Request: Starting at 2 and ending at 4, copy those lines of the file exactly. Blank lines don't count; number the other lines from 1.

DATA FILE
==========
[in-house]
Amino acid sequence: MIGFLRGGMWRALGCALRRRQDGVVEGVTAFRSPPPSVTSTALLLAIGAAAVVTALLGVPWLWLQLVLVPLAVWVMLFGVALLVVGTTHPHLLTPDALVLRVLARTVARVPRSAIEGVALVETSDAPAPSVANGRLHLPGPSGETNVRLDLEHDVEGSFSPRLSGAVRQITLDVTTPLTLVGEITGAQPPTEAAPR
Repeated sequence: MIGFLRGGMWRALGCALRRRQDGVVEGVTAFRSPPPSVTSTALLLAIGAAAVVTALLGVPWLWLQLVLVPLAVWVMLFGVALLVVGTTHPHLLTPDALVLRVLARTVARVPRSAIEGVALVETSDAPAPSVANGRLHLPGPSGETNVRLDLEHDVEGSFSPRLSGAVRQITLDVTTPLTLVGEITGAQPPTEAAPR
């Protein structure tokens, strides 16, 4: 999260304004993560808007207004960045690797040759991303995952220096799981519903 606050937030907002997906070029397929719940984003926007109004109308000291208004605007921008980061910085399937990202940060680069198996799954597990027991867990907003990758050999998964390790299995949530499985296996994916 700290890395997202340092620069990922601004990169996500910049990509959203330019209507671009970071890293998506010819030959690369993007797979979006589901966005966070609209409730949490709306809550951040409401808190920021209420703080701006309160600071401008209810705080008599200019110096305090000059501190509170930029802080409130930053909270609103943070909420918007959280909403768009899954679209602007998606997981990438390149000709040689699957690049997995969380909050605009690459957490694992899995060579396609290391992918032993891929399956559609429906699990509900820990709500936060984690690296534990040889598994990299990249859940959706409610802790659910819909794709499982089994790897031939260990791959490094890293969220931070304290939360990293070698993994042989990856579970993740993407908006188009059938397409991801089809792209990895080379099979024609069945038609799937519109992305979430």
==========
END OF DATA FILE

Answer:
Amino acid sequence: MIGFLRGGMWRALGCALRRRQDGVVEGVTAFRSPPPSVTSTALLLAIGAAAVVTALLGVPWLWLQLVLVPLAVWVMLFGVALLVVGTTHPHLLTPDALVLRVLARTVARVPRSAIEGVALVETSDAPAPSVANGRLHLPGPSGETNVRLDLEHDVEGSFSPRLSGAVRQITLDVTTPLTLVGEITGAQPPTEAAPR
Repeated sequence: MIGFLRGGMWRALGCALRRRQDGVVEGVTAFRSPPPSVTSTALLLAIGAAAVVTALLGVPWLWLQLVLVPLAVWVMLFGVALLVVGTTHPHLLTPDALVLRVLARTVARVPRSAIEGVALVETSDAPAPSVANGRLHLPGPSGETNVRLDLEHDVEGSFSPRLSGAVRQITLDVTTPLTLVGEITGAQPPTEAAPR
């Protein structure tokens, strides 16, 4: 999260304004993560808007207004960045690797040759991303995952220096799981519903 606050937030907002997906070029397929719940984003926007109004109308000291208004605007921008980061910085399937990202940060680069198996799954597990027991867990907003990758050999998964390790299995949530499985296996994916 700290890395997202340092620069990922601004990169996500910049990509959203330019209507671009970071890293998506010819030959690369993007797979979006589901966005966070609209409730949490709306809550951040409401808190920021209420703080701006309160600071401008209810705080008599200019110096305090000059501190509170930029802080409130930053909270609103943070909420918007959280909403768009899954679209602007998606997981990438390149000709040689699957690049997995969380909050605009690459957490694992899995060579396609290391992918032993891929399956559609429906699990509900820990709500936060984690690296534990040889598994990299990249859940959706409610802790659910819909794709499982089994790897031939260990791959490094890293969220931070304290939360990293070698993994042989990856579970993740993407908006188009059938397409991801089809792209990895080379099979024609069945038609799937519109992305979430």